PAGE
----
I told Donna that my wish while in this valley was to visit and learn a little about dairy farms...seeing that there are over 100 here in Tillamook, Oregon. I had no luck at the visitors center, it's like no one has ever asked that before? I ended up just stopping at one of the biggest farms we kept passing on the way to town and happened to run into the owners son, who said to call his dad.

Rich Obrist, the third generation owner of the family farm, was so warm and welcoming. When I first talked to Rich on the phone to explain my inquisitive nature he thought maybe I'd buy the farm...he was just joking. Rich led me on a 1 1/2 hour personal tour of the farm, history, successes and problems of farming today.

The Obrist farm was started by Richards grandparents (from Switzerland) in 1920 and Rich has expanded the farm to just under 200 acres and leases some neighboring land.

Every single dairy farm in Tillamook belongs to an association, who all sell their milk to the Tillamook Cheese Factory.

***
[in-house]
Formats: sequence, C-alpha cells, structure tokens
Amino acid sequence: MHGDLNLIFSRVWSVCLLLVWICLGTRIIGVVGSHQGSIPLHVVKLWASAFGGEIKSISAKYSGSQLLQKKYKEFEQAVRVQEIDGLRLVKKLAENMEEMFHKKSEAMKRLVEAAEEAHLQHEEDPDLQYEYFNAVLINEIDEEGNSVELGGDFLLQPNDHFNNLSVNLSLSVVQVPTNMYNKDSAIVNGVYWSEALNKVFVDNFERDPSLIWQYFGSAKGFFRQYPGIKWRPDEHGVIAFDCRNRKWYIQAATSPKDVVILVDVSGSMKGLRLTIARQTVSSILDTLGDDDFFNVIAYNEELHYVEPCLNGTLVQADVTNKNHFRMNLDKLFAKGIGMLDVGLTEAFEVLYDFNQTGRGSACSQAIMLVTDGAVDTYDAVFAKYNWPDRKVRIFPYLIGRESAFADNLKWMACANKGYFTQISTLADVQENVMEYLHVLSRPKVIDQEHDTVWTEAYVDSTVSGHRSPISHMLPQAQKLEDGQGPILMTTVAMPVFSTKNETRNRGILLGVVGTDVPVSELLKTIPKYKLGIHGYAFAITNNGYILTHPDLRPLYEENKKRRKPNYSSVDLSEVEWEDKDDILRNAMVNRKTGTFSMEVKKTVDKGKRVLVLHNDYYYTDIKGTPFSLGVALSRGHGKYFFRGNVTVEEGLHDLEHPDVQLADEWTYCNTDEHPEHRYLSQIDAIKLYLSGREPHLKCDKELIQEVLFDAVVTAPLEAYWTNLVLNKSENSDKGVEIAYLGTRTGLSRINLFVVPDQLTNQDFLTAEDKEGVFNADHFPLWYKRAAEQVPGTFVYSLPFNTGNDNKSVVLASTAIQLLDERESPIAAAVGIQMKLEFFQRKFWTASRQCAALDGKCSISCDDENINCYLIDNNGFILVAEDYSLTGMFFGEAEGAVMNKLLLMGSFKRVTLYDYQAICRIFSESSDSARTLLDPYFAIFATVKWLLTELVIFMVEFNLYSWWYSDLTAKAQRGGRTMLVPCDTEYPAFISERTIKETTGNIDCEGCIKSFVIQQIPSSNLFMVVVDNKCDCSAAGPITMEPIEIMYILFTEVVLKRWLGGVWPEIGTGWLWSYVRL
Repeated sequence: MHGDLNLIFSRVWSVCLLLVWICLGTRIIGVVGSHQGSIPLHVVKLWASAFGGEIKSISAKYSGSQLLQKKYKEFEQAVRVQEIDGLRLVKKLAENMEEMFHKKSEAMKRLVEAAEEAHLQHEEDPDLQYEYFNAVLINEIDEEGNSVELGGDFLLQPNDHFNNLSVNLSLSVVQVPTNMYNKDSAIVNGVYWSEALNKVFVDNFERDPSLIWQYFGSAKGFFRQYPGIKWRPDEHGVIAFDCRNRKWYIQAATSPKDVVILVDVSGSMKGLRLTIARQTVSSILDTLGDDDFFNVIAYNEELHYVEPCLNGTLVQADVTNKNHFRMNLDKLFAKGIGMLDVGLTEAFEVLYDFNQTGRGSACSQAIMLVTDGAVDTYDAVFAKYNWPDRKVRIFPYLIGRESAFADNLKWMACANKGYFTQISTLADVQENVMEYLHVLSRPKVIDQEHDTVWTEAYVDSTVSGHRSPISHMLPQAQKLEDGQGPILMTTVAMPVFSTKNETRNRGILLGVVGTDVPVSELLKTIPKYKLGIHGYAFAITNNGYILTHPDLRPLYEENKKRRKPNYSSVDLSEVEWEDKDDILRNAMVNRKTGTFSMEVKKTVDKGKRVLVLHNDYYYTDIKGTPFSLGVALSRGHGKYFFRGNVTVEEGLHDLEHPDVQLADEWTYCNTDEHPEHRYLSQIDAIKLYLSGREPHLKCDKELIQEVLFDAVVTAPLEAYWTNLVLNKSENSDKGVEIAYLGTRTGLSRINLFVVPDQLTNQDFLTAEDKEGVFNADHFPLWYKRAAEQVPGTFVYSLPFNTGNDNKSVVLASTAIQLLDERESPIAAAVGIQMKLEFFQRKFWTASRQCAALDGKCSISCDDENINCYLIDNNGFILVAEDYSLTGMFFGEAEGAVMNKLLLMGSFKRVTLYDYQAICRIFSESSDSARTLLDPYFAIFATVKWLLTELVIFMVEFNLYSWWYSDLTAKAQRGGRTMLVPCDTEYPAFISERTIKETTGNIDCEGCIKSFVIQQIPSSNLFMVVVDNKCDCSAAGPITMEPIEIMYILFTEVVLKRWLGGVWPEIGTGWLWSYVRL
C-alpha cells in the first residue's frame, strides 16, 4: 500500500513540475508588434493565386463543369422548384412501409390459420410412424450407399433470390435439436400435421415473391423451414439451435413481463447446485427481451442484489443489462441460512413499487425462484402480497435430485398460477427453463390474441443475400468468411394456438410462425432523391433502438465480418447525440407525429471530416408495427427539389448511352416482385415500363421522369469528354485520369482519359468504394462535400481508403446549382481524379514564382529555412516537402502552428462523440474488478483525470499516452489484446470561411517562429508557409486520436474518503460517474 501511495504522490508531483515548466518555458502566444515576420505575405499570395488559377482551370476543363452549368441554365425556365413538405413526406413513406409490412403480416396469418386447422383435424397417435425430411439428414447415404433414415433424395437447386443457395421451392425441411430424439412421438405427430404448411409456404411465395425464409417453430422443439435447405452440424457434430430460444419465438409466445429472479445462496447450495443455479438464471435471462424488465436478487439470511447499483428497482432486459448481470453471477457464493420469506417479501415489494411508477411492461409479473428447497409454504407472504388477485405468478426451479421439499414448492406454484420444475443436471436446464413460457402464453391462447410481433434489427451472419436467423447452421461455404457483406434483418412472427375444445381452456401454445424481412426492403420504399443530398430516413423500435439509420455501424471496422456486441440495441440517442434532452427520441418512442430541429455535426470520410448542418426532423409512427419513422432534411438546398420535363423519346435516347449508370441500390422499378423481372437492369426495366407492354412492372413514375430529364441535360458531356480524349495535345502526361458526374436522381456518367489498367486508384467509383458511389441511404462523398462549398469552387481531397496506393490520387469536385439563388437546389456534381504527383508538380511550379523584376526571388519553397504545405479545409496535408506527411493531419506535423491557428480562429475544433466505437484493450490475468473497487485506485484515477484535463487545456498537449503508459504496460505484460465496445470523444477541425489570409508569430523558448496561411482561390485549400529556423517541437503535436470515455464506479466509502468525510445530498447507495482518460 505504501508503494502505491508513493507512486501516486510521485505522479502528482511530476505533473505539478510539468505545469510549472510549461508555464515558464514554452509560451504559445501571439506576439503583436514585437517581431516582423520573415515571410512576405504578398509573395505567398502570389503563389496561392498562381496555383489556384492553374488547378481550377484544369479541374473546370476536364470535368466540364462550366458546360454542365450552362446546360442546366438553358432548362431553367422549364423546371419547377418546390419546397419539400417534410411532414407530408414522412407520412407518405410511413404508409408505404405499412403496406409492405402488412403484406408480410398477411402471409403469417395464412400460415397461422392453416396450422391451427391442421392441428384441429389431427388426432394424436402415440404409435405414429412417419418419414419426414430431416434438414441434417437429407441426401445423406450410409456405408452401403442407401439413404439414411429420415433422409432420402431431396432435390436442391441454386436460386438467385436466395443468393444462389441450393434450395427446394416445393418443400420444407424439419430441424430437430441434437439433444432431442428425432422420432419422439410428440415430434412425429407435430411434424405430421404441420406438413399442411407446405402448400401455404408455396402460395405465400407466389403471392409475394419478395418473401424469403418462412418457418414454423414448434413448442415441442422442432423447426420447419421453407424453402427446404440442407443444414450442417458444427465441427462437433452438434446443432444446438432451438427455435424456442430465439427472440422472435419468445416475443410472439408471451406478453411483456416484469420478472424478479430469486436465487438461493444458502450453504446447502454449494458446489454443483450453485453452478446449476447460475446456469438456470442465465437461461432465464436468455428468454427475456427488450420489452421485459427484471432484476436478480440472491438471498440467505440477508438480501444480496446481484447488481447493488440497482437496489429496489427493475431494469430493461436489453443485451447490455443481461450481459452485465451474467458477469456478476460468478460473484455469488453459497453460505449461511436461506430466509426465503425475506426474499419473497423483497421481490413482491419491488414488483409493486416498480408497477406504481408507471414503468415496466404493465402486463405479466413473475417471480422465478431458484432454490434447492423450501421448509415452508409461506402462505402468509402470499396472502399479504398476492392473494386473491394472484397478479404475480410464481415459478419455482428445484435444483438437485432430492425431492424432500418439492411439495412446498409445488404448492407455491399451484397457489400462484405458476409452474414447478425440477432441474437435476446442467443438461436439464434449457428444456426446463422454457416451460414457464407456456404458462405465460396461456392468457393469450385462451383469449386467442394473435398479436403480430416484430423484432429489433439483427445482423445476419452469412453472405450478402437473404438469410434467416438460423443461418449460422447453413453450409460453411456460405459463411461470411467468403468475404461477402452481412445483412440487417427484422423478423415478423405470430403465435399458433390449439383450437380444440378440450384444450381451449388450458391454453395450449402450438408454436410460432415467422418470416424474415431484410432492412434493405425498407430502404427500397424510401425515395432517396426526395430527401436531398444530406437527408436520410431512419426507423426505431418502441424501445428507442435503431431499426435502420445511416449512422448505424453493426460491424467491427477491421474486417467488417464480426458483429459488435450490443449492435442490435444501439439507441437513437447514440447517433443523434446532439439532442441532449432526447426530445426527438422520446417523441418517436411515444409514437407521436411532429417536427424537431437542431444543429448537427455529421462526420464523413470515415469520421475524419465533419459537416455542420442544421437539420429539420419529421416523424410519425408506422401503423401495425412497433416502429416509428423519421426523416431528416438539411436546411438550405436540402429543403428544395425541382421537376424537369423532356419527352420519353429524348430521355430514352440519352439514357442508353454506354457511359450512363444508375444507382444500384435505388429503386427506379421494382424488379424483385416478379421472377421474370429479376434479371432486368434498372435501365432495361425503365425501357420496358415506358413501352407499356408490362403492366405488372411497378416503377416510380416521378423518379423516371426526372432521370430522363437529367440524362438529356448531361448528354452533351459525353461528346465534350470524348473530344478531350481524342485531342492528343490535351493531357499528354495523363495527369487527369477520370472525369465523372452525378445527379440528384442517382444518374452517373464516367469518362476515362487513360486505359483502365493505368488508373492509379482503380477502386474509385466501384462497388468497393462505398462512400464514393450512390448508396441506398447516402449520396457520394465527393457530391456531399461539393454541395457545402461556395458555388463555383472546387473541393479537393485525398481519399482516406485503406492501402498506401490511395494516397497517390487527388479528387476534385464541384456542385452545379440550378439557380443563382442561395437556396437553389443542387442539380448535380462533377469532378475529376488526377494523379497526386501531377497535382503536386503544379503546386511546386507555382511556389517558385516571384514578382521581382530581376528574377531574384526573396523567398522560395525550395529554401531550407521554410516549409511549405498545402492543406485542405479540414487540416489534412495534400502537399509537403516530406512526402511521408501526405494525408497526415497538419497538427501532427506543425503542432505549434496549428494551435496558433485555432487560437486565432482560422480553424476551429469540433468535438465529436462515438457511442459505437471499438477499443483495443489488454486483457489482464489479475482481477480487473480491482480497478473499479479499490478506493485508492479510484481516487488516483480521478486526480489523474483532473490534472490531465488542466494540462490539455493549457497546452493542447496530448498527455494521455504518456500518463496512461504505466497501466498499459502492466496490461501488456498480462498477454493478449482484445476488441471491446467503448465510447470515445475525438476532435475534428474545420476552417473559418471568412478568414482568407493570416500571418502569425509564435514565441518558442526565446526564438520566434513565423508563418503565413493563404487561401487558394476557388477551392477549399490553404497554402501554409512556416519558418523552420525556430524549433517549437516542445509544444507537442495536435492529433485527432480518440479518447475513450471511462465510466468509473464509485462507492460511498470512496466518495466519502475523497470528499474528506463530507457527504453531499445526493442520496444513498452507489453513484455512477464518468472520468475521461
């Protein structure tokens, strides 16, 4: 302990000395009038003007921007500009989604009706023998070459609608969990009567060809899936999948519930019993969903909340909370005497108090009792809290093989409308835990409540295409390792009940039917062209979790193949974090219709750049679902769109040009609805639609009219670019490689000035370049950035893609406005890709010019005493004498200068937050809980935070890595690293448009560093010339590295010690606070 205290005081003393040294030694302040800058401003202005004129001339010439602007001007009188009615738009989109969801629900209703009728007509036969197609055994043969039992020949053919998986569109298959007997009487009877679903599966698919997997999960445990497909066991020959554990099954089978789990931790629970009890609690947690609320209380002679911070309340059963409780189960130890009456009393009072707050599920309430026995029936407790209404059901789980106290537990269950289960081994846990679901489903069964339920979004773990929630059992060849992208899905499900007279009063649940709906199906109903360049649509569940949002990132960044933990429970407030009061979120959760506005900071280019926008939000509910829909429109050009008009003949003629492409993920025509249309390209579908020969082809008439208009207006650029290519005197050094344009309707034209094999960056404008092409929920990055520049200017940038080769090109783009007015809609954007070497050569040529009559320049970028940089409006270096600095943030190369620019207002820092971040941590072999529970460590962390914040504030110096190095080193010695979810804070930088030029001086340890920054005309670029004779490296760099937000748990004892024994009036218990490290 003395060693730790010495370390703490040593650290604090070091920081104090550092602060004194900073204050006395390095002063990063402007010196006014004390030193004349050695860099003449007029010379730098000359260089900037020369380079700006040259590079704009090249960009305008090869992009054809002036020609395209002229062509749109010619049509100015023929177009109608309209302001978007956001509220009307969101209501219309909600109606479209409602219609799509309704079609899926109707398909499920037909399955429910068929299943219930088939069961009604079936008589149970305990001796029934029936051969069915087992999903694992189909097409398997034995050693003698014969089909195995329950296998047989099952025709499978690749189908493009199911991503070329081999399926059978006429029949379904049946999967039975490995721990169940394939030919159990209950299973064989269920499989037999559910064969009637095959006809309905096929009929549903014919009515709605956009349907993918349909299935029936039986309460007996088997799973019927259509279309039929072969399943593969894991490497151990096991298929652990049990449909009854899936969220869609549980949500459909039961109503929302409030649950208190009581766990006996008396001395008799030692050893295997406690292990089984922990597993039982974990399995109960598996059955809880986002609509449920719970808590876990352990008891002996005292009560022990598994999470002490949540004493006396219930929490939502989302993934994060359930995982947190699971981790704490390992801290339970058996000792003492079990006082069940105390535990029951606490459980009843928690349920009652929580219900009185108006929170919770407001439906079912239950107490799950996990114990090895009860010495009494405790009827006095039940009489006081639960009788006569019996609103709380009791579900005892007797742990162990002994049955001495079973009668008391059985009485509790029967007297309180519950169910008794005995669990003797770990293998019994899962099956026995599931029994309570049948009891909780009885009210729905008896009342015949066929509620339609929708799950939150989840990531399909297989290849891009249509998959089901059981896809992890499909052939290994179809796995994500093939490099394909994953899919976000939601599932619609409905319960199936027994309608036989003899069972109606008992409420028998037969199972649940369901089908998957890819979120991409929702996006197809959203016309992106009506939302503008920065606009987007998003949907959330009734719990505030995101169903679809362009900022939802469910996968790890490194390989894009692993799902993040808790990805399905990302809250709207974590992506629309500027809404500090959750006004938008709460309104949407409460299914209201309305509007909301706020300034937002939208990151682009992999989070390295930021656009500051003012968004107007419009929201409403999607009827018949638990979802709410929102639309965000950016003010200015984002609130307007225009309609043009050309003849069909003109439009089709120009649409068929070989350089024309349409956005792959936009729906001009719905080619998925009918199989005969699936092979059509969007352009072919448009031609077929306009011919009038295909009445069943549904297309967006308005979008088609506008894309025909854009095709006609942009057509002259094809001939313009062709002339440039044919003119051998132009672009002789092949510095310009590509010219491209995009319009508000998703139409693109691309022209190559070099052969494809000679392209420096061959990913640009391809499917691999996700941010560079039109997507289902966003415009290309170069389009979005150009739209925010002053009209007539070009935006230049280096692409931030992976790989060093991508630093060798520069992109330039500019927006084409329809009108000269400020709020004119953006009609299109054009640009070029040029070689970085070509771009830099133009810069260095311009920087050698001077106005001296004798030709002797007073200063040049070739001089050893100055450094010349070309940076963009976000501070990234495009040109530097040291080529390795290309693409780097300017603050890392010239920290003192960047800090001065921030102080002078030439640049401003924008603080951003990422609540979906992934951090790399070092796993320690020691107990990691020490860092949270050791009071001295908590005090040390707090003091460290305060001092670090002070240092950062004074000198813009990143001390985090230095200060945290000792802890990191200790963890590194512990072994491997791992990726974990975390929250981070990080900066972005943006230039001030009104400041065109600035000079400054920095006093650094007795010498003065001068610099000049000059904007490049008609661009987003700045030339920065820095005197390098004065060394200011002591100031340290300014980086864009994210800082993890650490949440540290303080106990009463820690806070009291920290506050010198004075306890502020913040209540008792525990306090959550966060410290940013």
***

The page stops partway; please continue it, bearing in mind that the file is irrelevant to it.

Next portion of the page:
The farm is large and beautiful, as are the cows. The smaller silo's are original and the larger one, while still good, are obsolete. They can store and move grain much faster nowadays with tractors and trucks.

I'll start with the babies. Rich crosses Holsteins and Guernseys in an attempt to increase fat content with quantity. The Holsteins are much larger and produce more milk while the Guernsey's are smaller and eat less but produce higher fat content for the cheese factory. Rich only keeps the female babies, the males are picked up twice a week and he is paid around $35 each.

Within 5 minutes of meeting Rich I am reminded of my younger brother who has a real soft spot in his heart for all of gods creatures. His cat Charley, a stray, follows him like a child while his treatment and talk of his cows shows his concern for their health. The ear tag tells us the date she was born and she is the 337th born since January 1st 2012

The two week old babies are kept in clean separate stalls for a month then sent to another farm of Rich's for the next few months to mature. In the back of the stall was this little kitten...or mouser.